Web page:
The music video went up on December 22. It’s got all the ingredients to go viral: a catchy beat, smooth vocals and easy-to-copy dance moves.
It’s garnered over two million views so far and inspired copies around the world.
But it’s definitely not your typical internet meme. The lyrics are in Somali, and the singer is Somali comedian Omar Said Omar, whose stage name is Oomaar. He was born in Mogadishu, grew up in Galkayo and now lives in Toronto.
The song is called BARBAR. That’s Somali for sideways — because in the video, Oomaar pretends to fall to the side as a dance move. “He’s saying that he was in love and then the love just threw him away,” says the video’s producer, Liibaan Jama, a Somali who came to Minnesota as a child. “The love threw me away like that, sideways.”
Somalia itself was thrown sideways for many years, cited over and over as the world’s leading example of a failed state, mired in conflict and insecurity since dictator Mohammed Siad Barre was ousted in 1991. There was no central government from 1991 to 2006. Pirates attacked ships in waterways off the Somali coast. In October, a truck bombing in the capital Mogadishu took more than 300 lives, “the deadliest single attack Somalia has ever faced,” according to its Ministry of Humanitarian Affairs and Disaster Management.
In addition, Somalis also contend with food shortages fueled by drought. And the GDP per capita was $450 in 2016.
Yet Somalis are resilient and hopeful.
Somalia’s fragile government is struggling to rebuild the country and there are encouraging signs. Despite all their troubles, Somalis are enjoying everyday life, playing footie (soccer) on the beach in Mogadishu, for example. In December, the president of the Somali Football Federation announced plans to host international soccer matches in 2018, the first time since 1988.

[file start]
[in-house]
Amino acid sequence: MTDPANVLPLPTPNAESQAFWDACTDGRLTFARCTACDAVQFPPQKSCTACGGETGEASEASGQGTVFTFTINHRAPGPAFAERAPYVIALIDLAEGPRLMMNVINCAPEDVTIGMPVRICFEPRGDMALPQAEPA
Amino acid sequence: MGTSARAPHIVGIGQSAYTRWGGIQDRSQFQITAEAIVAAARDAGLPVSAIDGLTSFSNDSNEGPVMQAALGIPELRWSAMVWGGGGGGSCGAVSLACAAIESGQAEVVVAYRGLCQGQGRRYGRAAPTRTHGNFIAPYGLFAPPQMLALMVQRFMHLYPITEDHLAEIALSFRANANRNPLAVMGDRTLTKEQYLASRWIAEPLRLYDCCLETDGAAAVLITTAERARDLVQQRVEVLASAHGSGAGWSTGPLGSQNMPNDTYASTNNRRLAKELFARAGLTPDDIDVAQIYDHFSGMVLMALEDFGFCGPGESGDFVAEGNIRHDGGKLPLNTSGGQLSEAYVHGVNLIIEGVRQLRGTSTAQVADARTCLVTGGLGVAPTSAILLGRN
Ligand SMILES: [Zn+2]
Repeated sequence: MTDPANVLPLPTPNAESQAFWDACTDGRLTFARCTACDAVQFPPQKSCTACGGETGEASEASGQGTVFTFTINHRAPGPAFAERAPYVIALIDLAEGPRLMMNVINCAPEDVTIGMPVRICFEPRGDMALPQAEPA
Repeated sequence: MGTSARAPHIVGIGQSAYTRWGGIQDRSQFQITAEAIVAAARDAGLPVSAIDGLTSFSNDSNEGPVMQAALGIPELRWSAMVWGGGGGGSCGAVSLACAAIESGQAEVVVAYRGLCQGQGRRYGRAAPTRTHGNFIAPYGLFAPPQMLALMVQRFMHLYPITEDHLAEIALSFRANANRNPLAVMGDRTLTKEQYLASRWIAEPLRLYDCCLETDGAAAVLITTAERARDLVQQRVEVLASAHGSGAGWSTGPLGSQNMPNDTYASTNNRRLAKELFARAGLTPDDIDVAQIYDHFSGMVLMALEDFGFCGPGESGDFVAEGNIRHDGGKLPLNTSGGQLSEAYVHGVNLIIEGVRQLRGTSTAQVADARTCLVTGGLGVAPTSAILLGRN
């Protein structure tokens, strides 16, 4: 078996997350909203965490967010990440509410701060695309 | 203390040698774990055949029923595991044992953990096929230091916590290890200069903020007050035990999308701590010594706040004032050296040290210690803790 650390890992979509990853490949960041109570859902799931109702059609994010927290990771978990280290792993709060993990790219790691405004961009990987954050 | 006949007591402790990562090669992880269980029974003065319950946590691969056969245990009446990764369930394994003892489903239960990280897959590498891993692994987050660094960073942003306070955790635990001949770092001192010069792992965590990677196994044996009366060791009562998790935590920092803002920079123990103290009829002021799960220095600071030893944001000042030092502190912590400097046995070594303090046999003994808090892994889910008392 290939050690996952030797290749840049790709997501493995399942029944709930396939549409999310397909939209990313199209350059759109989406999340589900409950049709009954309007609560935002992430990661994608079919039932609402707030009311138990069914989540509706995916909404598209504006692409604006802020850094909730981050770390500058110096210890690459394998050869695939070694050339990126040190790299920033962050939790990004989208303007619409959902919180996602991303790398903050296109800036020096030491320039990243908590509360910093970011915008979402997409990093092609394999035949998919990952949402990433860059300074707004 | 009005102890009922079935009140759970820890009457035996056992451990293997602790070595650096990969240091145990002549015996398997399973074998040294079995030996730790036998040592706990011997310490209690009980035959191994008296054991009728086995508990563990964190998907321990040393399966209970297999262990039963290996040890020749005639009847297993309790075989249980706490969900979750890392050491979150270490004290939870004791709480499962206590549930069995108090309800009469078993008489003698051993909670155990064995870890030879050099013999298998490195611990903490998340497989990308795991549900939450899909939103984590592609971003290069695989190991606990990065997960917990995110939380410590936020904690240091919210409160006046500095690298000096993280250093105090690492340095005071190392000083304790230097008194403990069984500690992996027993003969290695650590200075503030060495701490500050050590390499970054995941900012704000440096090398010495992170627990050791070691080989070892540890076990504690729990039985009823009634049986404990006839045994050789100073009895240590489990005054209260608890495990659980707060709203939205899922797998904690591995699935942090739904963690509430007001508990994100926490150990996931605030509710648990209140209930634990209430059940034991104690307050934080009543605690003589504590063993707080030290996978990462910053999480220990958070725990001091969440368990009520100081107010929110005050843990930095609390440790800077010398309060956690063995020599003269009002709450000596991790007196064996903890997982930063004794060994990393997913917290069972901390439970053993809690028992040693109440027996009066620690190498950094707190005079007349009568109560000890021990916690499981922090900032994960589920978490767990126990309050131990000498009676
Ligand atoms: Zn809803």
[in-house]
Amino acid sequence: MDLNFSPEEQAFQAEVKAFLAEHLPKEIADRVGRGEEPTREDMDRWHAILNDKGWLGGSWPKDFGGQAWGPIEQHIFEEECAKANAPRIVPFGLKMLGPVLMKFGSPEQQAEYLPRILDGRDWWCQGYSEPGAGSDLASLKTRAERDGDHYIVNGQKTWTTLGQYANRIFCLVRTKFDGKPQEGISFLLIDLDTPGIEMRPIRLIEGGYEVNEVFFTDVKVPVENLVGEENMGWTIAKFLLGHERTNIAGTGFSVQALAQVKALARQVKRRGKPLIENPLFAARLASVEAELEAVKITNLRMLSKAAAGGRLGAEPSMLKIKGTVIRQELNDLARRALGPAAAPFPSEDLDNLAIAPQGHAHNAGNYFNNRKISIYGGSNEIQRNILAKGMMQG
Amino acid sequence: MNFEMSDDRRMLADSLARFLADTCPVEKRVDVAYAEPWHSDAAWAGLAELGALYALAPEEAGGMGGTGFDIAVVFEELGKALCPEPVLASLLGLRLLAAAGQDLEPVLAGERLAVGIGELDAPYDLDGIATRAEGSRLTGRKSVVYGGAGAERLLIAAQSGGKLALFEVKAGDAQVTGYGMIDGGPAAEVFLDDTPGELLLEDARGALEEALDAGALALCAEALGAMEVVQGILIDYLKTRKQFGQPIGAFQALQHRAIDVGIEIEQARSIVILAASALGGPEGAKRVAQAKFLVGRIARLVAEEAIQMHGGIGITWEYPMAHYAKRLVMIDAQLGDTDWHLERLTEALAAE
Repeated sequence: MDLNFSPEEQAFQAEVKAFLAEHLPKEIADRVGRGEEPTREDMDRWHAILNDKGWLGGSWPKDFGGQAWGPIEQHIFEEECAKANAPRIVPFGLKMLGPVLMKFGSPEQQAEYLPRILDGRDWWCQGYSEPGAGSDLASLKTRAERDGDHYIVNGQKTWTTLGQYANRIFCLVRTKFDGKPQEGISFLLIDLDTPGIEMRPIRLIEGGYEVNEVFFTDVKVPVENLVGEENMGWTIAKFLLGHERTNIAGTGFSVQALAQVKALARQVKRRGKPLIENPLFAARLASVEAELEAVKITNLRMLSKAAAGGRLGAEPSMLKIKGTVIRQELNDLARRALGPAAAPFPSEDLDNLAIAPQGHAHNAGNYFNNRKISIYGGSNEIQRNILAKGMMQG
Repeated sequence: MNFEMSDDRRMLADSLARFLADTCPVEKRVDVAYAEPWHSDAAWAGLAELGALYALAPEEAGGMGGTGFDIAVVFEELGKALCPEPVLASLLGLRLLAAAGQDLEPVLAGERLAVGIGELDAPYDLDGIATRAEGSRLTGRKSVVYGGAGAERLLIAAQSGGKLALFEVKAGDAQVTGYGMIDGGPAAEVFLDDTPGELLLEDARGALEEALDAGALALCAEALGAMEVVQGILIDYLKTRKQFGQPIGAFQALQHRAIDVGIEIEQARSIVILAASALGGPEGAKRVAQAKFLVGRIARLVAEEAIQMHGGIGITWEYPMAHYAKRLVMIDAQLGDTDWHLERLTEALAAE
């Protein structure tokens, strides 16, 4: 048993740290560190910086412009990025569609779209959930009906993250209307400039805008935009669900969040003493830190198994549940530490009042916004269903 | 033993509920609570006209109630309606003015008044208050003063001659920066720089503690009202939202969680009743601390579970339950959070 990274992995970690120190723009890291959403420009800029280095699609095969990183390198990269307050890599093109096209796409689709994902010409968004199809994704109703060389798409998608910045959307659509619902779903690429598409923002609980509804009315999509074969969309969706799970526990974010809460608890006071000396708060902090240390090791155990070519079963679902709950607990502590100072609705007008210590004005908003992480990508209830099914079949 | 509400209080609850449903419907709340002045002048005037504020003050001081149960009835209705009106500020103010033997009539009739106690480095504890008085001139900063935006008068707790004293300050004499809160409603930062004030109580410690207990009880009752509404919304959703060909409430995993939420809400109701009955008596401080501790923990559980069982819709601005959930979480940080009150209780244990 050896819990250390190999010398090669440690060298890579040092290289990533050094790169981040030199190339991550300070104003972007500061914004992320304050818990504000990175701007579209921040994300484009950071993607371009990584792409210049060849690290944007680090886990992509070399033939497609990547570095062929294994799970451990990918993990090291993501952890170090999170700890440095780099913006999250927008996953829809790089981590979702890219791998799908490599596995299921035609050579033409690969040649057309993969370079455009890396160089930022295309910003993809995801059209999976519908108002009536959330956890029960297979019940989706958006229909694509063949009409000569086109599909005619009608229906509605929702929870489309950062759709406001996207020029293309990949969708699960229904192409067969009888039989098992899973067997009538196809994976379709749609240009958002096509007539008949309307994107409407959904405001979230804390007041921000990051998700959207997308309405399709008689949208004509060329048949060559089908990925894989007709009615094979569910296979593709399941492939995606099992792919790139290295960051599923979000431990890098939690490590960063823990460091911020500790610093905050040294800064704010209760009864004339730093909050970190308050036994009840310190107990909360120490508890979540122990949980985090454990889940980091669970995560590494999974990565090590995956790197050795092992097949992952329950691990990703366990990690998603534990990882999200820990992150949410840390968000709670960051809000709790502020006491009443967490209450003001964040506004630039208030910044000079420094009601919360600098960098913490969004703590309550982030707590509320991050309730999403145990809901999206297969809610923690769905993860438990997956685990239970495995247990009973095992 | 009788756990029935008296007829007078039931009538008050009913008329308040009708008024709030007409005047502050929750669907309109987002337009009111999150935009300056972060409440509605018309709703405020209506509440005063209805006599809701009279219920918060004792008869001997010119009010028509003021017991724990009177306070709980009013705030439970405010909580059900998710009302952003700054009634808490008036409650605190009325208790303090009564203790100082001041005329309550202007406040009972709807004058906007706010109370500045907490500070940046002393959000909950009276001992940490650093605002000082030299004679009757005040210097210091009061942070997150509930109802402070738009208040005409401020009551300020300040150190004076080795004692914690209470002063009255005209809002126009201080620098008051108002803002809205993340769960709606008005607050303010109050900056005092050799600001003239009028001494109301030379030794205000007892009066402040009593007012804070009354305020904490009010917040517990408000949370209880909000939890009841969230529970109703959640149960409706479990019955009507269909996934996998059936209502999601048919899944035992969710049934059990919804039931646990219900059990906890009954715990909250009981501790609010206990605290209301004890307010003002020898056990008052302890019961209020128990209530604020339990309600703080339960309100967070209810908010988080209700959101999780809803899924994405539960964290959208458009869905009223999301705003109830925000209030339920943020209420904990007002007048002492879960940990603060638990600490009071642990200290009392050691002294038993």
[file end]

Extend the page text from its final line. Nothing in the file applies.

And now there’s the BARBAR video. It isn’t spreading a political message. It’s simply meant to be fun. And many people — Somalis and non Somalis — are enjoying it.
“Mostly the Somalis are political animals, and we like all things politics,” says Hassan Abukar, a Somali cultural commentator who lives in the U.S. and works as a court interpreter. “This new song is basically taking us away from any discourse in politics, all these divisions that as a community we always talk about.”
Plus there’s the novelty effect. “There is a Somali saying that says people like what’s new, so probably that’s one of the reasons that many people like this song,” says Abukar. That saying, wixii cusub caalamkaa jecel, translates to “What’s new in the world?”
Inside jokes add to the video’s appeal. In certain cuts, Oomaar wears a windbreaker labeled “hooyo,” the Somali word for mother — in the same font popularized by American streetwear brand Supreme.
It helps, too, that Jama already has a following as a video producer, making songs and videos with friends for several years in Minneapolis, where he lives.
But it’s always hard to know what will take off on the internet. Jama had no idea Barbar would be such a hit, especially considering that the video came together in about a day. A friend, Mowliid Curjin, had written the lyrics, Jama did the audio and video production, and Oomaar threw in the dance move of falling sideways. “I never even thought it was going to be that popular,” Jama says.
Not everyone thinks the video deserves attention. Some critics have raised the idea that religious sermons, not dance moves, should be going viral; a few clerics and religious groups have posted their own videos speaking out against the popular song.
But that hasn’t stopped Barbar. In fact, in Somalia, in other countries on the continent and in the African diaspora, imitators are playfully throwing themselves out of chairs, into pools and onto piles of snow. They’ve uploaded hundreds of videos to YouTube and Facebook, from Kenya, Djibouti and Minnesota.
Even government employees have been drawn in. “The Barbar wave reached the Embassy,” the United States Embassy in Djibouti wrote last Friday, “and we couldn’t resist.”